Imagine you are hiking alone in the hills and you suddenly come upon a baby drowning in a shallow pool of water. Without your help, the child will surely drown, but saving the child will almost certainly irreparably damage your new Nike Air Force 1s and probably your Juicy Couture yoga pants.
What do you do?
This is the question posed by Princeton professor Peter Singer in Astra Taylor's newest documentary Examined Life (2008), which draws noted living philosophers out of their cloistered towers and into the streets (or, in Michael Hardt's case, the lake) to talk about the life of the mind and the philosophical excursions that occupy it. According to Singer (and probably your own moral compass, unless of course you are a sociopath), the answer to the hypothetical question posed above requires little thought: you sacrifice your signs of conspicuous consumption and save the child. This, Gentle Reader, is elementary, and not at all Singer's real concern; it is a slow pitch ethical softball meant to prepare the ground for the following, more thorny question:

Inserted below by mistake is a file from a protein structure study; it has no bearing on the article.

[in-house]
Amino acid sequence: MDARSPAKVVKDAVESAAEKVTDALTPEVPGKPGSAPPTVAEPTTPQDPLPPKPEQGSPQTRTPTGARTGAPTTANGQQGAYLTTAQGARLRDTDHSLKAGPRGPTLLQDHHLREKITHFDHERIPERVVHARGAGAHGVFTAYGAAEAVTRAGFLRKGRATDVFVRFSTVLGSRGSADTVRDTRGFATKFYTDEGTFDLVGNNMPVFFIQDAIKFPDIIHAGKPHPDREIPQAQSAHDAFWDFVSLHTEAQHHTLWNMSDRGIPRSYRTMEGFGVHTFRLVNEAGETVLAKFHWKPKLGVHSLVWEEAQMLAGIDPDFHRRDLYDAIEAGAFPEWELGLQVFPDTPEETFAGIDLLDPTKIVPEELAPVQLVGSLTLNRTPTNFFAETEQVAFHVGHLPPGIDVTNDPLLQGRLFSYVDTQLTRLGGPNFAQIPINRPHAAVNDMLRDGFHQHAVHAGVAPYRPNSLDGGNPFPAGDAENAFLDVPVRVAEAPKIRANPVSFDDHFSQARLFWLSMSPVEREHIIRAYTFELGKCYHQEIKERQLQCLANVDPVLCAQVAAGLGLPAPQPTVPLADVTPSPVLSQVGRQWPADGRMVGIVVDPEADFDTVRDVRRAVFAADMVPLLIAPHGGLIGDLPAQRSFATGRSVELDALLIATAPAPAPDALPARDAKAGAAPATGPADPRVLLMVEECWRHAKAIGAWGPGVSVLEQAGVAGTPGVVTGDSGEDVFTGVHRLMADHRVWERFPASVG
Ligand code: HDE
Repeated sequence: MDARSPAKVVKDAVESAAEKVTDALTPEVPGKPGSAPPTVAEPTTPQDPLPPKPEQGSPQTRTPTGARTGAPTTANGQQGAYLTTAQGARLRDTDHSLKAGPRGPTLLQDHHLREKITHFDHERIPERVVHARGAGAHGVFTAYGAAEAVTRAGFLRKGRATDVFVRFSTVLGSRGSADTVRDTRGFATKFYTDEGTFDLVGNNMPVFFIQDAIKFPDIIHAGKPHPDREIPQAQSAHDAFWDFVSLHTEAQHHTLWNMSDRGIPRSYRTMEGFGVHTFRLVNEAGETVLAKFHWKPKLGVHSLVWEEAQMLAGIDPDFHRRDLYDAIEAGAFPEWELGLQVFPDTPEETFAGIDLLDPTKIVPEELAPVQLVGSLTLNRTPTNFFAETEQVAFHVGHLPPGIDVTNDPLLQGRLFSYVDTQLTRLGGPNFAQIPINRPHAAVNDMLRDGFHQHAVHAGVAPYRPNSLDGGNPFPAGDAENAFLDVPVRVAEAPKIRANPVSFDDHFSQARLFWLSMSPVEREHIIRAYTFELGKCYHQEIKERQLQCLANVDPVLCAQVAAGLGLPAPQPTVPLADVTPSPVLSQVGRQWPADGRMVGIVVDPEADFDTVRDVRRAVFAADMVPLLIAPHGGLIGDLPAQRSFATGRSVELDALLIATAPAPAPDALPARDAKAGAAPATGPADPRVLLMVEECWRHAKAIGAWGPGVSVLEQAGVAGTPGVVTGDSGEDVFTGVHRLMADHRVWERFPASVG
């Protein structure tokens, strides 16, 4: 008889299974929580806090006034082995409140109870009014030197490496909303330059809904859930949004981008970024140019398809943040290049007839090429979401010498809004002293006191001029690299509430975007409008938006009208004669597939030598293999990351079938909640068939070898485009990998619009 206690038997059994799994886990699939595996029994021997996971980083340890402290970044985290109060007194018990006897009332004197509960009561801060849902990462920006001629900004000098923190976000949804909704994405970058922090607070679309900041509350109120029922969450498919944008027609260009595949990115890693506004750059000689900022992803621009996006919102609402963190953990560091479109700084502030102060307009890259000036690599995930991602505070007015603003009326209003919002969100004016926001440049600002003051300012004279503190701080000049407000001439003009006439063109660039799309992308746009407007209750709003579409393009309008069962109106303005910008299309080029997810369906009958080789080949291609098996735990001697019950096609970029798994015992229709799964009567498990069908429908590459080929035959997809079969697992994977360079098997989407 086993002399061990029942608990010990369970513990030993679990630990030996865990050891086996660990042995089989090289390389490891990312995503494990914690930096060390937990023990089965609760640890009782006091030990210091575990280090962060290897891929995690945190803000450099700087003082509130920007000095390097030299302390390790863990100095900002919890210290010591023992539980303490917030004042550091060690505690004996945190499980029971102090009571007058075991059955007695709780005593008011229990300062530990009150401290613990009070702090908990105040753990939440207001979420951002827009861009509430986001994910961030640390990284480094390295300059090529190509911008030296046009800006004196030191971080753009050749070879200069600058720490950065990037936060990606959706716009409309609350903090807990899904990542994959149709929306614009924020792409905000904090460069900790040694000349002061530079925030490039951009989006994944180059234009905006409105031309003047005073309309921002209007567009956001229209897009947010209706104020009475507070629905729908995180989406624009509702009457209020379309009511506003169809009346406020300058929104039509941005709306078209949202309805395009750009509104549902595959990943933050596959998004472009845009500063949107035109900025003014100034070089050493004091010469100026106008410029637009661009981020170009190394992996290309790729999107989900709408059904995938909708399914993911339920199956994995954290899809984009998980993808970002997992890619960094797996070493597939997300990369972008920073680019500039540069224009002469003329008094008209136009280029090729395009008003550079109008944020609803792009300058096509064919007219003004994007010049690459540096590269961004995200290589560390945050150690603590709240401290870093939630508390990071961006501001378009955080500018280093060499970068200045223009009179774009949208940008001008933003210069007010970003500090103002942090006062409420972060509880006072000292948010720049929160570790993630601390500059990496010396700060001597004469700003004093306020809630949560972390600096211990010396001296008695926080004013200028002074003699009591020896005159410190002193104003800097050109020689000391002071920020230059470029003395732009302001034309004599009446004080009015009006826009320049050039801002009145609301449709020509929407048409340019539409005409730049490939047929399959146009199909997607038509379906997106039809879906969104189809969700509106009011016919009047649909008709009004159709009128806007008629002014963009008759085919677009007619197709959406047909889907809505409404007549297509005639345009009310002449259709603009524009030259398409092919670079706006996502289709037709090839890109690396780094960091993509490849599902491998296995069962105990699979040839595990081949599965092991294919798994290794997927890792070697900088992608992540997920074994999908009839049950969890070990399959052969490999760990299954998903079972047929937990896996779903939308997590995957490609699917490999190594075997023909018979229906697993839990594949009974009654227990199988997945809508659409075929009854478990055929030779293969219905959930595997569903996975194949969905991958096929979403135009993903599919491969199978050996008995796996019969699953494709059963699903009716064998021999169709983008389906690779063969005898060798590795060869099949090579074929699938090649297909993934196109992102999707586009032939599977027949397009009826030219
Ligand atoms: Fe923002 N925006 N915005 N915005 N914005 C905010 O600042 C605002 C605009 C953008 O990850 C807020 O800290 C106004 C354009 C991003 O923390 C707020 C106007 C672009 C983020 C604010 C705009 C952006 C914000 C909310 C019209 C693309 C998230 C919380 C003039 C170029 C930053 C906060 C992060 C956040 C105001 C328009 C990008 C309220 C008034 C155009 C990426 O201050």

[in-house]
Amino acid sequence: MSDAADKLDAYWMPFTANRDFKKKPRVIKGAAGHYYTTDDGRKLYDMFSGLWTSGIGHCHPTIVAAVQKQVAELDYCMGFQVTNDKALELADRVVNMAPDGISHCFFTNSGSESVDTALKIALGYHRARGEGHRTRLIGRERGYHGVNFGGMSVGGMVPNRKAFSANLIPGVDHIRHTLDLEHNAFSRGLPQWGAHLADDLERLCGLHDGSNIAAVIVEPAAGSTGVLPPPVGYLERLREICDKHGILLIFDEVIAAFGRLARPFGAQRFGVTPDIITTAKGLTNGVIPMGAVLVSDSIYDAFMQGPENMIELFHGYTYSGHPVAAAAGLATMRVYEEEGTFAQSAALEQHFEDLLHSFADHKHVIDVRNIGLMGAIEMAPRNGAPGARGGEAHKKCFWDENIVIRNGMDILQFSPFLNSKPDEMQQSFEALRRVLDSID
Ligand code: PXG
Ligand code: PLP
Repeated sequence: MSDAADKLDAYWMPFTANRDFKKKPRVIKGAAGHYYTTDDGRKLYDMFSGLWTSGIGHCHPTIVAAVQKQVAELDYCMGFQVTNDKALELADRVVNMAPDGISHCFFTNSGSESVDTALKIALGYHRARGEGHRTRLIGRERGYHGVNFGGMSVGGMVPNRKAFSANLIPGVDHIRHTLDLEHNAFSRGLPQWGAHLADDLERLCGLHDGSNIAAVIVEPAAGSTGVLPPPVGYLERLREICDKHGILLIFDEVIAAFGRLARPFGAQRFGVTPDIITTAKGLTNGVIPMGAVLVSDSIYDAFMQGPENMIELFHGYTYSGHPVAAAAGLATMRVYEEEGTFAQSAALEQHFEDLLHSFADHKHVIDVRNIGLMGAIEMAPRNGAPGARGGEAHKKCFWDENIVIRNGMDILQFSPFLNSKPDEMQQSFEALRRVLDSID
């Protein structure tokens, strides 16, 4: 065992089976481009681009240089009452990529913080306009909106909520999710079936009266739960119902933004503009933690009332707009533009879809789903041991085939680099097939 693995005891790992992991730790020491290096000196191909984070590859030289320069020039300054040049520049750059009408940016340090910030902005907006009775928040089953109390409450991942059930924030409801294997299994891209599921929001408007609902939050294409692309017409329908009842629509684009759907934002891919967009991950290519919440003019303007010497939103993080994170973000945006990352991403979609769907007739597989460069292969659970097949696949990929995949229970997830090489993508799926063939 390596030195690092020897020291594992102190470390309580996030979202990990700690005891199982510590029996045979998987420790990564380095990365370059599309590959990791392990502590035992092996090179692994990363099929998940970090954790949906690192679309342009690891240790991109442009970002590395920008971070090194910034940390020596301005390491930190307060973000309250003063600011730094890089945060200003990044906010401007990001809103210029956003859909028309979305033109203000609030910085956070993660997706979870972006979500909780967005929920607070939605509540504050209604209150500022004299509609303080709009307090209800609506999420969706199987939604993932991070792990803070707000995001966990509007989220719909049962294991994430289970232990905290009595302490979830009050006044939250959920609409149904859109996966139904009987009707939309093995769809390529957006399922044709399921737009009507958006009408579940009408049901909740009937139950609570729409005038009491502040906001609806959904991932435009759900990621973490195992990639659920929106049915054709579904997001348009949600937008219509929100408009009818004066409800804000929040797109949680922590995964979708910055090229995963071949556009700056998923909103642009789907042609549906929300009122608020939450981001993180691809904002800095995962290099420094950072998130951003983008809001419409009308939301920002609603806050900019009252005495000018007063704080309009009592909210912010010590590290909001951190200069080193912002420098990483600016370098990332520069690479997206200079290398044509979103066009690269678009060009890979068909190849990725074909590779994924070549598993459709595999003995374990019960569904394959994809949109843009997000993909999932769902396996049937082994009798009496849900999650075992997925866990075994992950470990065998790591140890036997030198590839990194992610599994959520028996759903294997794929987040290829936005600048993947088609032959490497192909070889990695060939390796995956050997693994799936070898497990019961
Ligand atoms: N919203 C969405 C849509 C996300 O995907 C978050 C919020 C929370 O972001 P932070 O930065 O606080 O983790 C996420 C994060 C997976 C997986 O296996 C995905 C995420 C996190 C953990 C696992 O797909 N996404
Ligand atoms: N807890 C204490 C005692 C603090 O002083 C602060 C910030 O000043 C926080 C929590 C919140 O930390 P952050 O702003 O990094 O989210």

If I told you that the money you spent on those shoes and those pants could have been used by Oxfam International to save not one but all thirty of the children who die every day in Africa from treatable diarrhea contracted from unclean drinking water, would you have saved those children?
Well, would you have?